Before I jump into the details of this blog, it’s probably best to start by asking – would I go again? Yes. It’s a shaky yes, but a yes all the same. Let me explain what prevents me from shouting a roaring vote of confidence, yet is enough to push my teetering into a second visit, by breaking the experience down into its fundamentals.
What's the pitch?
A live event featuring case studies, panel discussions, roundtables and interviews which explore best practices across the entirety of the “People experience”.
Who's it for?
It’s free for delegates (including the food and drinks - bargain) who are senior individuals working within employee engagement. Supplier tickets are £1,495. 90 minute masterclasses are charged additionally, at £85. Registration for everything I’ve just mentioned is stated as, ‘subject to approval ’. A thousand people rocked up for this year's 10th anniversary, which I think surprised them (see The venue).
It was super close to Moorgate station. Registration opened at 8:15 for a 9am keynote. I joined the queue at 8:30 – it moved swiftly, and the event team were all over it. You could check in with just your name and were given a printed badge on a lanyard. There was a complimentary cloakroom. So far, so good.
The positives - The Brewery (Chiswell Street, London), is a stunning venue. It’s a warren of exposed-brick rooms, quirky twists and turns, and midsummer-nights-dream-esque lighting. There were bigger, naturally lit rooms and a main stage which could fit the record-breaking turnout. The look and feel veered away from corporate, neutral safety into something much more creative.
The necessity for it to enable a thousand people to quickly and regularly move between rooms, halls and bathrooms, is where a few problems set it. Featuring many stair-accessed levels with the odd narrow corridor, the Brewery struggled when the stampede hit – points of mass entry and exodus. It took me so long to exit the main hall I was late for, and unable to get into, a discussion on happiness. I was not especially happy.
I fell into conversation with a few people who were physically struggling and frustrated. Seating on the whole was very limited, with practically nowhere to sit, even during lunch meaning some of us were stuck with a vertical dining experience. You also couldn’t stand anywhere for long without being in the way.
On the flip side, a small courtyard area just outside the main entrance allowed you to soak up a bit of fresh air and sunshine.
There were lots of bathrooms but your strategy had to evolve during the day – learning to hit ones hidden out of the way, avoiding the long lines of others.
It was, in summary, intense. It was also the first year in this particular venue – so there were always going to be teething pains – it will be interesting to see how they overcome these challenges in 2024.
Agenda & speakers
Opening and closing keynotes were a really mixed bag. Things felt a bit dishevelled at times and there were more thinly veiled sales pitches and fluffy exchanges than I’m used to (in the L&D event circuit). Some of the presentations lacked engagement and were pretty dry. People voted with their feet mid-way. Special shout outs go to Indeed’s findings from their Workplace Health Report and Jill Scott’s invigorating story of perseverance; both hugely valuable and inspiring.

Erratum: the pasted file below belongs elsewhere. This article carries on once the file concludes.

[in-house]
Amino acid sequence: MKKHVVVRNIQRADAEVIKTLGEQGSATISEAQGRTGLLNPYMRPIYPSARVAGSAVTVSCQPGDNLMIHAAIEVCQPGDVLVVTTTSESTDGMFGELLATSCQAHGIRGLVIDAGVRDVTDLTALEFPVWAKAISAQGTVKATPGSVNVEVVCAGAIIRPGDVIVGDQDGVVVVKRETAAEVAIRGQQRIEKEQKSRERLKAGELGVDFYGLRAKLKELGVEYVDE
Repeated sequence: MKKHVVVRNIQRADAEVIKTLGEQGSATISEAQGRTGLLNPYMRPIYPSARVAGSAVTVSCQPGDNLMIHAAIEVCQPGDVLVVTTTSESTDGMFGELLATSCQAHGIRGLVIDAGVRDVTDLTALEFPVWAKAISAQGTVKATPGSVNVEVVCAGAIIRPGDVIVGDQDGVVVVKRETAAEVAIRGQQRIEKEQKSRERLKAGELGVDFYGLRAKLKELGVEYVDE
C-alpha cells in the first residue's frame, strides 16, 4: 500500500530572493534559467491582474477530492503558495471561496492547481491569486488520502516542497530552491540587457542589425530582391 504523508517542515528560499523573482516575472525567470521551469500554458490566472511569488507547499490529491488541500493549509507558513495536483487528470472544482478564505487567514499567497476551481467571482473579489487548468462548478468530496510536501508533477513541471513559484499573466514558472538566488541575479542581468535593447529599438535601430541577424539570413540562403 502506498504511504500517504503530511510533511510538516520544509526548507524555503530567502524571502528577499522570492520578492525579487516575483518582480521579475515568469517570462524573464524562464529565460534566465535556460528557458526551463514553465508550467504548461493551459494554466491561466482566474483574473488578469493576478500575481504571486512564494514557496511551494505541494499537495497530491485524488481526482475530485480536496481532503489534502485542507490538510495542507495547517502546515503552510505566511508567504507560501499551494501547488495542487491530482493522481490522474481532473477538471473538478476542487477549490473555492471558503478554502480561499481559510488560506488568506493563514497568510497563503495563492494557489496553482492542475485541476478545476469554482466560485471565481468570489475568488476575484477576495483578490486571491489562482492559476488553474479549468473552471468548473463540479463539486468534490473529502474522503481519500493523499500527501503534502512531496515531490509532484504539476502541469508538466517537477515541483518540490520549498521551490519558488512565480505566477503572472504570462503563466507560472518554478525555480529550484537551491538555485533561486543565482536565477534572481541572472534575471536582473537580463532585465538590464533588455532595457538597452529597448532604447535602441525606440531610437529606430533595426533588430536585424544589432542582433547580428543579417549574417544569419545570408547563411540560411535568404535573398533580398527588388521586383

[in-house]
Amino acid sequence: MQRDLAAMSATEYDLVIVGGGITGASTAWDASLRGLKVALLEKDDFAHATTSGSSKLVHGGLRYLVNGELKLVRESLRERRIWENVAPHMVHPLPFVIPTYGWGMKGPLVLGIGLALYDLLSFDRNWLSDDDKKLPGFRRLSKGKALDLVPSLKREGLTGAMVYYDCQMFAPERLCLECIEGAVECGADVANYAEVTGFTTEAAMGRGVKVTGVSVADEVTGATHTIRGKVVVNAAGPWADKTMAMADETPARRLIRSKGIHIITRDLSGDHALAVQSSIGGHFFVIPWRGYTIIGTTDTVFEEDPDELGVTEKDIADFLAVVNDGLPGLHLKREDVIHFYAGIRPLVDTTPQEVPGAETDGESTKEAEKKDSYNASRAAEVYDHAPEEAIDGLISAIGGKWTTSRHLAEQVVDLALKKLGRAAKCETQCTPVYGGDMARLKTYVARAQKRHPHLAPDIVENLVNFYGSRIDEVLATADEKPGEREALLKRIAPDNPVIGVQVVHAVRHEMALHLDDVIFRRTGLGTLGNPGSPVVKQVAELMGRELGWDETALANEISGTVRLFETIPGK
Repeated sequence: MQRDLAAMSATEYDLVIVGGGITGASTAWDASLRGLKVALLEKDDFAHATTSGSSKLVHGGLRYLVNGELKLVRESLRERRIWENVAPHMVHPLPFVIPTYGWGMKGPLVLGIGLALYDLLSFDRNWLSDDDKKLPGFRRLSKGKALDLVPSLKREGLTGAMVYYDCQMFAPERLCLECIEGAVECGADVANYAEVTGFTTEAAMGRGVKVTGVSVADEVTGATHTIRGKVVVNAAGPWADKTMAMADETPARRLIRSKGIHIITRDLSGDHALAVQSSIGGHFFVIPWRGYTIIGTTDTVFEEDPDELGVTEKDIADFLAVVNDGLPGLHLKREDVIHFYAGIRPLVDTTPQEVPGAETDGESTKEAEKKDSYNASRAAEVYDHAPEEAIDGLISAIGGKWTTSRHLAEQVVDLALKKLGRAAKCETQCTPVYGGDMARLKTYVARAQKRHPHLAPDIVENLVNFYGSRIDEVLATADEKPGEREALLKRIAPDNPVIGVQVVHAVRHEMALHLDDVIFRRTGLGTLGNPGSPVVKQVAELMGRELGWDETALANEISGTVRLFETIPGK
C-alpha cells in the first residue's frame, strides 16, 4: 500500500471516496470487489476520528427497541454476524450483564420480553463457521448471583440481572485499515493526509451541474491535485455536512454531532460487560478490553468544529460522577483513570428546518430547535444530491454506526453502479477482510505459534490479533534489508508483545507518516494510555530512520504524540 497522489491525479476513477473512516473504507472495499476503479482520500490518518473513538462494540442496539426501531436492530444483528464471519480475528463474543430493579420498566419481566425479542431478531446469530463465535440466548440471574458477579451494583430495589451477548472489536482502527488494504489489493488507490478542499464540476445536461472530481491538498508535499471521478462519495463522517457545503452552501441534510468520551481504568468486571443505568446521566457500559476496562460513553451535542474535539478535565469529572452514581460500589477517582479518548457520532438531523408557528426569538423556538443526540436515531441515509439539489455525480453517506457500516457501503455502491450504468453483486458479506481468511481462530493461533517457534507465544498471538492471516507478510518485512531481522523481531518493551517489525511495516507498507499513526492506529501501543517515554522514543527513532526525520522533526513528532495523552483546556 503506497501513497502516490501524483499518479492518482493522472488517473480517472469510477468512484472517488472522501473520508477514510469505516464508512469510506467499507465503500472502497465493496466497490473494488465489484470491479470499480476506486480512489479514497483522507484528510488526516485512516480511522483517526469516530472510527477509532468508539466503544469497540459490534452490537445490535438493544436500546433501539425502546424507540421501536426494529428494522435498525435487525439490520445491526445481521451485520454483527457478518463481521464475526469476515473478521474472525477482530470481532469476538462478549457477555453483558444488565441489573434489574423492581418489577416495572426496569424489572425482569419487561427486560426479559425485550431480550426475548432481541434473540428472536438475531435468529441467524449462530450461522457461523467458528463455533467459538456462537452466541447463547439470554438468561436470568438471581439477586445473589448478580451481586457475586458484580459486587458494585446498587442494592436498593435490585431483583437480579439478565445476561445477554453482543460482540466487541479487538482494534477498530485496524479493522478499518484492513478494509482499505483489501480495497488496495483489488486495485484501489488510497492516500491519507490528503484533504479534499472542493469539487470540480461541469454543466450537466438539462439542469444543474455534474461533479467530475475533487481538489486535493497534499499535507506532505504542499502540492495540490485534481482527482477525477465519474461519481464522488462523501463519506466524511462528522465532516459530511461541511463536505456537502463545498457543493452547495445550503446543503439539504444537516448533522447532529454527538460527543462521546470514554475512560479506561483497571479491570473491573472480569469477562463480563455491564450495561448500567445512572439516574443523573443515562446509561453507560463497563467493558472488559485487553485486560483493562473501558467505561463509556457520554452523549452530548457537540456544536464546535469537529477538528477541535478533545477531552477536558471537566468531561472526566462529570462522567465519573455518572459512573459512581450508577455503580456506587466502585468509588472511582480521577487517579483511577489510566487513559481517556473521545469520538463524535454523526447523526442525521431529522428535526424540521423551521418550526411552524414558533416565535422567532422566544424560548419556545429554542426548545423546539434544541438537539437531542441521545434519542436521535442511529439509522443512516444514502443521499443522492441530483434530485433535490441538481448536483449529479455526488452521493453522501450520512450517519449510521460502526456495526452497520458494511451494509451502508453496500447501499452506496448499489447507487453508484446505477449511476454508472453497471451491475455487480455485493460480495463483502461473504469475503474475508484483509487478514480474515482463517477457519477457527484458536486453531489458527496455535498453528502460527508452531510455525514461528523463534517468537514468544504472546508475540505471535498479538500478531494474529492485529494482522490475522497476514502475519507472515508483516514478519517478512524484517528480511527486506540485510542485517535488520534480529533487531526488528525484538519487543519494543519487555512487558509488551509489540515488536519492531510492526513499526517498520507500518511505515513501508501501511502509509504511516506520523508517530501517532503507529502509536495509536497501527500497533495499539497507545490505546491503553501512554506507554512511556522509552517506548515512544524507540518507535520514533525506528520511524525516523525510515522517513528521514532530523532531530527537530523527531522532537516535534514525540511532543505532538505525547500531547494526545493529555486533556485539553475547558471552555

You could register for roundtables – facilitated discussions where you debated with fellow professionals and shared experiences. However, you were registering your interest to attend, not guaranteeing a spot – it was first come first serve and there was a fair amount of disappointment for these highly-popular sessions. I did manage to squeeze into a great one on leadership development, hosted by Sodexo. From the off, it was open, practical and expertly facilitated. I’d love to see more conversations in this style in the future to meet the demand.
I was ushered into a Soul Corporations Masterclass on personal values and wellness (which I believe would have been £85), for free, after being unable to get into something oversubscribed. There were useful takeaways (it typically takes 23 mins and 15 secs to return to peak concentration!). The 90 min run time sadly ate the inclusion champions session I’d planned on checking out and felt a little long.
They were a confident, proactive bunch and there was nowhere to hide! Yes, even outside or when you were eating. Everyone was polite but I did feel a bit hunted.
Food & drink
Top marks here. I even broke 6 months of strict keto to eat a dark chocolate and blood orange dessert (no regrets). There was a huge volume of appetising snacks, treats and lunch bowls throughout the day, which appeared to cater to every diet and preference. Food just appeared at regular intervals and you helped yourself. I didn’t stay for the post-event networking drinks but there was always coffee and a variety of milks and tea.
Next year, I’ll create a personalised agenda on the event app and have a back-up plan. I’ll also peruse the attendee list to see if anyone from my network is going (I didn’t realise until too late).
It’s an early start but if it’s as busy as last year, I’d get there with plenty of time so you can get a drink and orientate yourself. Plus, you might just have the energy for the networking drinks (unlike moi).
Next year's event takes place on the 17 April 2024. You can find out more here.
Head of People